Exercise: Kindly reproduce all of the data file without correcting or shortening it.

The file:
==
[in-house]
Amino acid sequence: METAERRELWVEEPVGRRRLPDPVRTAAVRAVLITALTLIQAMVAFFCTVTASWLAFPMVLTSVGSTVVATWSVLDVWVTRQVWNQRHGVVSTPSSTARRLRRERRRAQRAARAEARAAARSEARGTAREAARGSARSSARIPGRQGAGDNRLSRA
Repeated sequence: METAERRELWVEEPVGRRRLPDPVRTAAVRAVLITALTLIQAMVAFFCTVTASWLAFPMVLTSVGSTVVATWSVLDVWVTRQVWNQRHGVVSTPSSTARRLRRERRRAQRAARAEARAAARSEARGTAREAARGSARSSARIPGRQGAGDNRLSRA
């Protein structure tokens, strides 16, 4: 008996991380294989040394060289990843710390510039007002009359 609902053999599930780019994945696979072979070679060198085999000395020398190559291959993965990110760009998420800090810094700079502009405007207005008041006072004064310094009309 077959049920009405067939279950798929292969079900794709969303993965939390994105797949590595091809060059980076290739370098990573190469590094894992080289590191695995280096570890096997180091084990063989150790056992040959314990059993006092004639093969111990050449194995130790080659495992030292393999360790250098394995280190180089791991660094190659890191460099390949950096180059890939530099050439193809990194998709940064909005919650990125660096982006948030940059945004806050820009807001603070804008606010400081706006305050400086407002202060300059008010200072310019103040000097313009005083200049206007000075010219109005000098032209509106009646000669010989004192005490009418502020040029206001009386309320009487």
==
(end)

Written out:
[in-house]
Amino acid sequence: METAERRELWVEEPVGRRRLPDPVRTAAVRAVLITALTLIQAMVAFFCTVTASWLAFPMVLTSVGSTVVATWSVLDVWVTRQVWNQRHGVVSTPSSTARRLRRERRRAQRAARAEARAAARSEARGTAREAARGSARSSARIPGRQGAGDNRLSRA
Repeated sequence: METAERRELWVEEPVGRRRLPDPVRTAAVRAVLITALTLIQAMVAFFCTVTASWLAFPMVLTSVGSTVVATWSVLDVWVTRQVWNQRHGVVSTPSSTARRLRRERRRAQRAARAEARAAARSEARGTAREAARGSARSSARIPGRQGAGDNRLSRA
């Protein structure tokens, strides 16, 4: 008996991380294989040394060289990843710390510039007002009359 609902053999599930780019994945696979072979070679060198085999000395020398190559291959993965990110760009998420800090810094700079502009405007207005008041006072004064310094009309 077959049920009405067939279950798929292969079900794709969303993965939390994105797949590595091809060059980076290739370098990573190469590094894992080289590191695995280096570890096997180091084990063989150790056992040959314990059993006092004639093969111990050449194995130790080659495992030292393999360790250098394995280190180089791991660094190659890191460099390949950096180059890939530099050439193809990194998709940064909005919650990125660096982006948030940059945004806050820009807001603070804008606010400081706006305050400086407002202060300059008010200072310019103040000097313009005083200049206007000075010219109005000098032209509106009646000669010989004192005490009418502020040029206001009386309320009487």